“Women & Infants” Glass

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Object No. TK of 50 — Significant Objects v2

Object No. 13 of 50 — Significant Objects v2

[The auction for this Significant Object, with story by Jeff Turrentine, has ended. Original price: $0.25. Final price: $50.00. Significant Objects will donate the proceeds of this auction to 826 National.]


All wines were stored at 55 degrees and decanted for one hour before being poured into the same glass (pictured) — which, as regular readers know, is the only glass I ever use.

Marques de Riscal 2004 Rioja Reserva ($29)
Explosive cherry notes, which gently yield to black pepper, vanilla and tobacco. Assertive but not overbearing tannins. When I was ten months old, my mother made my father breakfast one morning, kissed him on his way out the door, then grabbed me and her packed suitcase and loaded us both into an airport-bound taxi. By the time he returned home that evening, we were halfway across the country, in Oregon. I didn’t see him again for sixteen years. This wine will cellar beautifully, but can be enjoyed now: think red meat, roast chicken, or even pizza.

Guenoc 2005 Lake Country Petite Syrah ($17)
Super jammy, heavy on plum and blackberry. Less astringent than other young Petite Syrahs. So the story went, my dad was a real bastard: verbally abusive, wholly uninterested in fatherhood and all it entailed, an incorrigible and unapologetic skirt-chaser. My mother withstood it for as long as she could, until one day when he became enraged over the electric bill or somesuch and she feared, for the first time, that he might actually hurt her, or maybe even me. No reason to get too fancy with pairings here: a perfect companion for burgers or red-sauce pasta dishes.

Bertani 2002 “Catullo” Veneto ($20)
Wow. Stunningly bright fruit (especially cherry and blackcurrant), moderate acidity. They were officially divorced a year later. Whenever I would ask my mom about my dad, or wish aloud that I could meet him, she would say that every time she tried to arrange for a visit he balked at the last minute, citing some work-related or personal conflict that couldn’t be avoided. I spent my childhood believing that my dad just wasn’t interested in meeting me, much less being a part of my life. I served this with some re-heated Chinese food the other night and drank the whole goddamn bottle by myself, it tasted so good.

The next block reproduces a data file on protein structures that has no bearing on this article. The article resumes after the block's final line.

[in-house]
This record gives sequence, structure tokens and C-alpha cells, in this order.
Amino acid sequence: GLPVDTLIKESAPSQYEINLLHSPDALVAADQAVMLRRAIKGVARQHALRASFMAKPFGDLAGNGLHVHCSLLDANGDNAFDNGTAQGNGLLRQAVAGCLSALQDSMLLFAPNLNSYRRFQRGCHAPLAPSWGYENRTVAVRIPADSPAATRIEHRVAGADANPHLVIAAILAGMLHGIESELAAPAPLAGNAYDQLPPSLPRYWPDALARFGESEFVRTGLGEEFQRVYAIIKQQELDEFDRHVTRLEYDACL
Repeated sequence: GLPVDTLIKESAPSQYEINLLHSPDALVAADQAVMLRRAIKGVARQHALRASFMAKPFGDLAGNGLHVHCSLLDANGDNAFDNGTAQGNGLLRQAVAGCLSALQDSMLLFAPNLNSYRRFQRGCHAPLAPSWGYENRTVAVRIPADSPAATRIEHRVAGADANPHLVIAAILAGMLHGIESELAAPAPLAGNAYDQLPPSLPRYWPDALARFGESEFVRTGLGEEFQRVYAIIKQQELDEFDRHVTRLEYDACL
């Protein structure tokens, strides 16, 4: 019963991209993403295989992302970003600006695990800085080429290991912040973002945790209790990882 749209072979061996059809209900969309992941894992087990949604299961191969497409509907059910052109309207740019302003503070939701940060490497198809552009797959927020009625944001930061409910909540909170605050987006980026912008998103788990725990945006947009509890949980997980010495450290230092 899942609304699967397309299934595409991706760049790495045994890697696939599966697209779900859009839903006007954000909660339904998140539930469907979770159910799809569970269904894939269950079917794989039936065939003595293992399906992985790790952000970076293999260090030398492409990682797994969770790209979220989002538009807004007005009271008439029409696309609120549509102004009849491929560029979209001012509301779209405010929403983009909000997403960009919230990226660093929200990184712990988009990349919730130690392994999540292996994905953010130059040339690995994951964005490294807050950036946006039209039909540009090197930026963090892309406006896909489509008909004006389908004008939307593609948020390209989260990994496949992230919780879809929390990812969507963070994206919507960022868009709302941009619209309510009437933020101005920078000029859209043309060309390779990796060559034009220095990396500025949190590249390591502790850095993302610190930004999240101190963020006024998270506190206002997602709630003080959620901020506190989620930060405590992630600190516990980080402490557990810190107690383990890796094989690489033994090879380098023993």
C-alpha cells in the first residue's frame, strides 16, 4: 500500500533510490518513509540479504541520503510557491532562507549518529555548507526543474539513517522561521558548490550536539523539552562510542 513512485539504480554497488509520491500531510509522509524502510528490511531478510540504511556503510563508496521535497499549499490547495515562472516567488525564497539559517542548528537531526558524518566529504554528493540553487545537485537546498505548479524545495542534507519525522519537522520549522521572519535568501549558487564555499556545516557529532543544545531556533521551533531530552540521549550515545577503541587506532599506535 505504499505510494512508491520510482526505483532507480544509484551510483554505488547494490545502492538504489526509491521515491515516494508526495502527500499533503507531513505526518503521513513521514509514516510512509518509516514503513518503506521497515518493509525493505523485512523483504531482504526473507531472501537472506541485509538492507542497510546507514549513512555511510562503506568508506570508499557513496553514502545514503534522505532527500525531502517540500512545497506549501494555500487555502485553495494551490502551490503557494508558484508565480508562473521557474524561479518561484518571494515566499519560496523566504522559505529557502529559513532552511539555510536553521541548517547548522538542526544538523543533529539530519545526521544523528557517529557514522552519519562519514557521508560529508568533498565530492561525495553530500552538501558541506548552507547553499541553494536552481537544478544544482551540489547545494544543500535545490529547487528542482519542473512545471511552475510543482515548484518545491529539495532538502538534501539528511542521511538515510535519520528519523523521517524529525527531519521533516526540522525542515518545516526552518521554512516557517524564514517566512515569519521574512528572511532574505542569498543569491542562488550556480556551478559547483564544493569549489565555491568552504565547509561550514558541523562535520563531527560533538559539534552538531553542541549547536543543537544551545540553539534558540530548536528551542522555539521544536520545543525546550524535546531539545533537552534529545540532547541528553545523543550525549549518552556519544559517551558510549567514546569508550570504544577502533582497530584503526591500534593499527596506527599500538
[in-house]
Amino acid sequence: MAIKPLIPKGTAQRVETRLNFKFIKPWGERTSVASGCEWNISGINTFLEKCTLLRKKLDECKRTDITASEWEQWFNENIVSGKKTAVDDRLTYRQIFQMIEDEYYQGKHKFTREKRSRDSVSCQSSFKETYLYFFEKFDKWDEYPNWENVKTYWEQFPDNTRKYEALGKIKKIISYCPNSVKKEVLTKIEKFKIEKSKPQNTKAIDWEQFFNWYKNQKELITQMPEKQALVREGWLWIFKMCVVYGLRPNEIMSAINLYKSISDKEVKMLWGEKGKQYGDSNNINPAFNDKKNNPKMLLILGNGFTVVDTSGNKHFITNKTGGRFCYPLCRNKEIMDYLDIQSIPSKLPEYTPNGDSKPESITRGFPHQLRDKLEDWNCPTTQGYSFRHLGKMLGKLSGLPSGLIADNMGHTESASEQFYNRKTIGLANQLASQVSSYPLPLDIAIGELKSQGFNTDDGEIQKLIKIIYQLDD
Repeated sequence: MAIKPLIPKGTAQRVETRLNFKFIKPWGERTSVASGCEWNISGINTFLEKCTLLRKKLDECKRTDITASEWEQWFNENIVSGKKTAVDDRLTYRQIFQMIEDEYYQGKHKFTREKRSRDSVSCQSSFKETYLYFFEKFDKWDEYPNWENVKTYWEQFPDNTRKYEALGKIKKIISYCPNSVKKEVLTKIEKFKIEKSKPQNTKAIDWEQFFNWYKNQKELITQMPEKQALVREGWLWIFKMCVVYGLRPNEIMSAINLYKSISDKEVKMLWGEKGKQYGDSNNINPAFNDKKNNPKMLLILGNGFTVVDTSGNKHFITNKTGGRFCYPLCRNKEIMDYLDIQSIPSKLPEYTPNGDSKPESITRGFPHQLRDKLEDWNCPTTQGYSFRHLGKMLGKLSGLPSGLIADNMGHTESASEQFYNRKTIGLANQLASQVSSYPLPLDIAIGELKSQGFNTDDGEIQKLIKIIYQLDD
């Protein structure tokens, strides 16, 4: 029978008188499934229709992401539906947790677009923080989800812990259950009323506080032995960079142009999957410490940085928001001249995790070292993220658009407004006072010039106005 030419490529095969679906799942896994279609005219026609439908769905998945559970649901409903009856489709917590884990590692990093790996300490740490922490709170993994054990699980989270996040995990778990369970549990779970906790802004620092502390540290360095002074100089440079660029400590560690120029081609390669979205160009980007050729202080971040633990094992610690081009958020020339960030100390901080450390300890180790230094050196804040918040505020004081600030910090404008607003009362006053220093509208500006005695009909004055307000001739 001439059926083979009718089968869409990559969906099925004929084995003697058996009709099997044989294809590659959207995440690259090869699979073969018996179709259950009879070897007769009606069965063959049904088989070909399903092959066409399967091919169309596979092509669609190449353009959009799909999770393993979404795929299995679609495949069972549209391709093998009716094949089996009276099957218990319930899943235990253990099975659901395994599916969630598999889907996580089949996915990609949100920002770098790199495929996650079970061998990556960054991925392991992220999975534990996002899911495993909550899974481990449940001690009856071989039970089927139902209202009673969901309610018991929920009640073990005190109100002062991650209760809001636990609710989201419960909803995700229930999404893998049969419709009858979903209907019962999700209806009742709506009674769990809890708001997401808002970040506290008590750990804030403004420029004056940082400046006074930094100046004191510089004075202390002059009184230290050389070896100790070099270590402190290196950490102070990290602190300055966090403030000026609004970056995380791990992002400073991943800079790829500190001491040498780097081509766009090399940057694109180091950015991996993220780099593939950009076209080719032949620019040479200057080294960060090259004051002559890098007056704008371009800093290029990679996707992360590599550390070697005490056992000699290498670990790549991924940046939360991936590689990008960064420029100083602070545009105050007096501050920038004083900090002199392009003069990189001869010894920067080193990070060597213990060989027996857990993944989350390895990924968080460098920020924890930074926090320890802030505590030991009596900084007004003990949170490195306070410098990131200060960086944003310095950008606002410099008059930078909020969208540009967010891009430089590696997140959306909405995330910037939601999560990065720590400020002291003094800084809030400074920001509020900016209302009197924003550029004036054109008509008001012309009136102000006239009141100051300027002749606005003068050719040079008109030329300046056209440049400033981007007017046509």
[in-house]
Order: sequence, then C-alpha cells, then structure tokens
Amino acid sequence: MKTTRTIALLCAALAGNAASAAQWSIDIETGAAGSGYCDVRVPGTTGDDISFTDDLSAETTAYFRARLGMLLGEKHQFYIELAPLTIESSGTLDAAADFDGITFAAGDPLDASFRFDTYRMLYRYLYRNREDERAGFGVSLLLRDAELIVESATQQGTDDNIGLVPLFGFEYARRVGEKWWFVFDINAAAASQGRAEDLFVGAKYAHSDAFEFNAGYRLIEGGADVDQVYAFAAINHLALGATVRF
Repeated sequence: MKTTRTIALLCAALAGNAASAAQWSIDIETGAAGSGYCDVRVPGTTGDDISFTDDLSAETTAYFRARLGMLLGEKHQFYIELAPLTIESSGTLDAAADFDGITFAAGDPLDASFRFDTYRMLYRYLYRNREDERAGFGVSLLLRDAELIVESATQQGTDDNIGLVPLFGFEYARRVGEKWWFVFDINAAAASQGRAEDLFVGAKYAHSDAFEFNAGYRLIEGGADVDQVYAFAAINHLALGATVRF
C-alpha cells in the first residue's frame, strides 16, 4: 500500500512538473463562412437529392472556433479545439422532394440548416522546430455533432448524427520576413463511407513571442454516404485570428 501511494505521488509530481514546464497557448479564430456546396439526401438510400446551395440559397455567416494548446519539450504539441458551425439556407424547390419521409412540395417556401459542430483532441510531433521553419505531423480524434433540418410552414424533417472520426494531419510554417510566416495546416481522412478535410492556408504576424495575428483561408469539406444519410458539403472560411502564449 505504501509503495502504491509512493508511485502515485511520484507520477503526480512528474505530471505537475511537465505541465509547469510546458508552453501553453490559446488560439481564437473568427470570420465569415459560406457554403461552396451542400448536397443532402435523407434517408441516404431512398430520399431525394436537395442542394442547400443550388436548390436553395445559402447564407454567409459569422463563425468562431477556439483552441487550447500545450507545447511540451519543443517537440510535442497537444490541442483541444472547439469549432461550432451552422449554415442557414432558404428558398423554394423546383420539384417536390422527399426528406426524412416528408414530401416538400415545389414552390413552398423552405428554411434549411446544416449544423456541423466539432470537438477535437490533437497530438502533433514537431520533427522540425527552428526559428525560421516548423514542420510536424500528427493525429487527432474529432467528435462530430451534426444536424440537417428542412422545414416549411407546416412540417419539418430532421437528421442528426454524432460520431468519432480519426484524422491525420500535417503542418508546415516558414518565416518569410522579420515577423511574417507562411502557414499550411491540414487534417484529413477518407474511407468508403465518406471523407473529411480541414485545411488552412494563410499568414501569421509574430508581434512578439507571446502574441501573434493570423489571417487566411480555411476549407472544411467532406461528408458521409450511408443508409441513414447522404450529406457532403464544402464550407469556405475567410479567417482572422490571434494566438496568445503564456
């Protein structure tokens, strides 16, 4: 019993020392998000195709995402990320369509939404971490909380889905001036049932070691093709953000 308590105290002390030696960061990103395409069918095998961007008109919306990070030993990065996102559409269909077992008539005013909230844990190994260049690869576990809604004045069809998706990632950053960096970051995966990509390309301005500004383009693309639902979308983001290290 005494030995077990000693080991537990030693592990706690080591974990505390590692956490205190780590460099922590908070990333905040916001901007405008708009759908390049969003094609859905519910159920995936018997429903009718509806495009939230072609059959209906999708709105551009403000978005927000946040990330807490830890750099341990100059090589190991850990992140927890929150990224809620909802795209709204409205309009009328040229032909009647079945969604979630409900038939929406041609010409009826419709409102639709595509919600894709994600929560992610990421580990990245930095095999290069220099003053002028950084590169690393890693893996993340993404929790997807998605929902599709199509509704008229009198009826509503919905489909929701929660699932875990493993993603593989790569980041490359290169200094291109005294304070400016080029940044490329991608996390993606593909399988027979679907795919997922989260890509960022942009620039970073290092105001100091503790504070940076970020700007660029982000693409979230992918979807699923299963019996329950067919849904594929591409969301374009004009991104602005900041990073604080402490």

Provenance Rutherford 2000 Cabernet Sauvignon ($30)
When I was sixteen I went rummaging through our garage, looking for my old baseball mitt, and I found a cache of letters, dozens of them, all from my dad, and all of them pretty much boiling down to the same plea: Come back, Barbara. Please. I know I love you more than he does. I forgive you. Please come back and bring my only son with you. I confronted my mother, and she tearfully admitted that she’d been lying to me my whole life. This wine is just okay. Personally, I wouldn’t pay thirty dollars for it — but then again, I don’t ever pay for wine. It’s delivered to my door practically every other day. My dad wasn’t a bastard at all. My mother had left him because she had convinced herself that she was still in love with an old boyfriend back in Oregon. Her marriage had simply been a huge mistake, she said. When I finally met my father a year later, he told me that he didn’t contact me, didn’t ever let me know the truth, because — his words — he didn’t want to destroy my relationship with my mother. It was better that I grow up hating him, since I would never have another mother, but it was possible that I might one day have a new stepfather. You know what? I take back what I said about this wine. As I drink it, right now, in my favorite glass, it tastes fantastic. It gets the job done, and in the end, that’s what counts.


Jeff Turrentine is a writer and critic based in Los Angeles. He is in the poignant terminal stages of completing his first novel.

5 thoughts on ““Women & Infants” Glass

  1. I thoroughly enjoyed the story; it was a great pairing of an object with a history.

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